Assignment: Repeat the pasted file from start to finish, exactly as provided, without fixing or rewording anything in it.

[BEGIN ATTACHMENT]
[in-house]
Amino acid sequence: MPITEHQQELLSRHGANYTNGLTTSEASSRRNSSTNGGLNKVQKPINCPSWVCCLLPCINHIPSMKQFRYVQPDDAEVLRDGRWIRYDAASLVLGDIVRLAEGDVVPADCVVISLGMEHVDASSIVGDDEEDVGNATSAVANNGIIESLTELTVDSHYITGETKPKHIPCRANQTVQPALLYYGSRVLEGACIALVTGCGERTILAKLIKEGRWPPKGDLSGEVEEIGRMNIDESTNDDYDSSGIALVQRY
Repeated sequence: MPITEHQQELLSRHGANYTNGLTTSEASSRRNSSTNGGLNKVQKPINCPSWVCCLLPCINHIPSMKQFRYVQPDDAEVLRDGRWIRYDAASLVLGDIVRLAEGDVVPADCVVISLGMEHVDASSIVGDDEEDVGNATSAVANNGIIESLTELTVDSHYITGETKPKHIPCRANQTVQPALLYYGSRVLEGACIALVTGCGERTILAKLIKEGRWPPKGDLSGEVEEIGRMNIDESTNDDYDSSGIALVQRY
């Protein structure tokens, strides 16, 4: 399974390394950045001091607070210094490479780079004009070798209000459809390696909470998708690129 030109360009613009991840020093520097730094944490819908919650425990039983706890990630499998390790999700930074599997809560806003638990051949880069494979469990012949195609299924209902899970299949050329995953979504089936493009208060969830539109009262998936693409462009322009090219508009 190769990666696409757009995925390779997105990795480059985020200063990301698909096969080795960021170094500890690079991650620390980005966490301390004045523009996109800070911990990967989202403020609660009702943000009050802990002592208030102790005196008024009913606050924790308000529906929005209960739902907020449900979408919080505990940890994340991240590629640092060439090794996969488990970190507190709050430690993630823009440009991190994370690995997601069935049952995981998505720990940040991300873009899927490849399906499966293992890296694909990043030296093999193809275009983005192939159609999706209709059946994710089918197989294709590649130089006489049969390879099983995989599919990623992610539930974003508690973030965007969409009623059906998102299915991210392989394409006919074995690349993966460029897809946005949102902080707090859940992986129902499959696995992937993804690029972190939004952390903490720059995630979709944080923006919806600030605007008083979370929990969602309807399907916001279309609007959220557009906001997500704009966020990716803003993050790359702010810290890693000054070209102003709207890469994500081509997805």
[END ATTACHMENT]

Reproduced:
[in-house]
Amino acid sequence: MPITEHQQELLSRHGANYTNGLTTSEASSRRNSSTNGGLNKVQKPINCPSWVCCLLPCINHIPSMKQFRYVQPDDAEVLRDGRWIRYDAASLVLGDIVRLAEGDVVPADCVVISLGMEHVDASSIVGDDEEDVGNATSAVANNGIIESLTELTVDSHYITGETKPKHIPCRANQTVQPALLYYGSRVLEGACIALVTGCGERTILAKLIKEGRWPPKGDLSGEVEEIGRMNIDESTNDDYDSSGIALVQRY
Repeated sequence: MPITEHQQELLSRHGANYTNGLTTSEASSRRNSSTNGGLNKVQKPINCPSWVCCLLPCINHIPSMKQFRYVQPDDAEVLRDGRWIRYDAASLVLGDIVRLAEGDVVPADCVVISLGMEHVDASSIVGDDEEDVGNATSAVANNGIIESLTELTVDSHYITGETKPKHIPCRANQTVQPALLYYGSRVLEGACIALVTGCGERTILAKLIKEGRWPPKGDLSGEVEEIGRMNIDESTNDDYDSSGIALVQRY
């Protein structure tokens, strides 16, 4: 399974390394950045001091607070210094490479780079004009070798209000459809390696909470998708690129 030109360009613009991840020093520097730094944490819908919650425990039983706890990630499998390790999700930074599997809560806003638990051949880069494979469990012949195609299924209902899970299949050329995953979504089936493009208060969830539109009262998936693409462009322009090219508009 190769990666696409757009995925390779997105990795480059985020200063990301698909096969080795960021170094500890690079991650620390980005966490301390004045523009996109800070911990990967989202403020609660009702943000009050802990002592208030102790005196008024009913606050924790308000529906929005209960739902907020449900979408919080505990940890994340991240590629640092060439090794996969488990970190507190709050430690993630823009440009991190994370690995997601069935049952995981998505720990940040991300873009899927490849399906499966293992890296694909990043030296093999193809275009983005192939159609999706209709059946994710089918197989294709590649130089006489049969390879099983995989599919990623992610539930974003508690973030965007969409009623059906998102299915991210392989394409006919074995690349993966460029897809946005949102902080707090859940992986129902499959696995992937993804690029972190939004952390903490720059995630979709944080923006919806600030605007008083979370929990969602309807399907916001279309609007959220557009906001997500704009966020990716803003993050790359702010810290890693000054070209102003709207890469994500081509997805």